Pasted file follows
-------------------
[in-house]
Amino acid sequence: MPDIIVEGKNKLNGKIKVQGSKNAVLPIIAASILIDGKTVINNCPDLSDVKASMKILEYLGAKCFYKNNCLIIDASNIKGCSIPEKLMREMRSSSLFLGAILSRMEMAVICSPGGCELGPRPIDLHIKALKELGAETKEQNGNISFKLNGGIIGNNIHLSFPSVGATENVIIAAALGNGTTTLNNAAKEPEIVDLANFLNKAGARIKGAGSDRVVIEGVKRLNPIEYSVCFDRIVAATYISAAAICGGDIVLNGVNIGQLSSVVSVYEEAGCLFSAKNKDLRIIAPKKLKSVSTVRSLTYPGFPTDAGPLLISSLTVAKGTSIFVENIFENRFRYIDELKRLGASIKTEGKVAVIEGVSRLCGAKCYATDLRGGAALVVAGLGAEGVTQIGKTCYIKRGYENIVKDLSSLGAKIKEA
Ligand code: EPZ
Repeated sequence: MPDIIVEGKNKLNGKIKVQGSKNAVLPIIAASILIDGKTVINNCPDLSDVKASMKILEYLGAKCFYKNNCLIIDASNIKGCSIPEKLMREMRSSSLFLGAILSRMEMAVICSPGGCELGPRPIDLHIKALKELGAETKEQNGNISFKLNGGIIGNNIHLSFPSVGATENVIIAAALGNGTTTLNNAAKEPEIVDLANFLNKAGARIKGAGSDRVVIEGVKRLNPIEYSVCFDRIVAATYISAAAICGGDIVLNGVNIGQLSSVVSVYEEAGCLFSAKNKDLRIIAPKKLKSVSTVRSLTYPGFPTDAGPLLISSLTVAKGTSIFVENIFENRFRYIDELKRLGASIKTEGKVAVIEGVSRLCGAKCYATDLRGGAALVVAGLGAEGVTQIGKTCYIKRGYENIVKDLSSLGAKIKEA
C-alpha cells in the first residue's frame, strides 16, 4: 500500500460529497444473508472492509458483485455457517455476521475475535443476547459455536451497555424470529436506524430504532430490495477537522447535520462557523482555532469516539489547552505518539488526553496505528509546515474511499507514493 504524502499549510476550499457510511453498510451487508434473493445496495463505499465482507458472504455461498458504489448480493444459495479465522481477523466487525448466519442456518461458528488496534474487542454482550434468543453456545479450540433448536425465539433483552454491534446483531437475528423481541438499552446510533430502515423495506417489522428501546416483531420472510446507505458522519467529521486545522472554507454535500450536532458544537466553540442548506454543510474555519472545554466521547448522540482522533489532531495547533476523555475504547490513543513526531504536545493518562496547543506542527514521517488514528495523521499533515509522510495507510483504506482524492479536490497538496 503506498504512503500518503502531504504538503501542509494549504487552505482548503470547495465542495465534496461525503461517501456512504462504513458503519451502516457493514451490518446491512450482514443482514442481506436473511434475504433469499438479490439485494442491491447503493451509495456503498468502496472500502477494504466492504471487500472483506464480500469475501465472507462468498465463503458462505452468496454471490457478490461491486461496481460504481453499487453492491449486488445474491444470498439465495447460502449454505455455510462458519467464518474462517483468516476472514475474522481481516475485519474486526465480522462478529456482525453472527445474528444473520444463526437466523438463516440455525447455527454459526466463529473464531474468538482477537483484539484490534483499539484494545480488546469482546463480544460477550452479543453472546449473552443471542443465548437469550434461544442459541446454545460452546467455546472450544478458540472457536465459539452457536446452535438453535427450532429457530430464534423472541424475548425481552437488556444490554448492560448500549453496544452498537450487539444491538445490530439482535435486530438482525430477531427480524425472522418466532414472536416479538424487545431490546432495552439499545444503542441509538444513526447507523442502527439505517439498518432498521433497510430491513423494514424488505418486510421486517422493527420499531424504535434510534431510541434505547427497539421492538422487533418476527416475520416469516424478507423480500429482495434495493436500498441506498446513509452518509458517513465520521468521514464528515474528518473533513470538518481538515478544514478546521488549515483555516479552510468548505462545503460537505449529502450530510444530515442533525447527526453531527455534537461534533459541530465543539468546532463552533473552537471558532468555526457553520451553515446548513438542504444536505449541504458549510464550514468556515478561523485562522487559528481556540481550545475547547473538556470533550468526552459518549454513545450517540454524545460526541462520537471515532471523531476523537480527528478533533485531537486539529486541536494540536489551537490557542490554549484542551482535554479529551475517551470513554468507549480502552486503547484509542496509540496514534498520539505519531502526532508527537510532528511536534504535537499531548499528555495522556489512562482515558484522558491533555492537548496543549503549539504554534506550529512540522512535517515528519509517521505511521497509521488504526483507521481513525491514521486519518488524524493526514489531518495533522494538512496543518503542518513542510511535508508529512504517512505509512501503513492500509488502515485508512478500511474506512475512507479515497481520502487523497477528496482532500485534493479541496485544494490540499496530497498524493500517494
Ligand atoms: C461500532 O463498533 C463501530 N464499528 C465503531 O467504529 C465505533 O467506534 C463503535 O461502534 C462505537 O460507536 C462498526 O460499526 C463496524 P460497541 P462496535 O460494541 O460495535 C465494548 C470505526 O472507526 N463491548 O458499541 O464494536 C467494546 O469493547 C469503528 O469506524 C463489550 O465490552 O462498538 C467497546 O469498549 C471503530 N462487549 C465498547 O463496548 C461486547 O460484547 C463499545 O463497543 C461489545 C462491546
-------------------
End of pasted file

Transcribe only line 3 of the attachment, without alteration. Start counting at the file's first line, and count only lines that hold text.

Ligand code: EPZ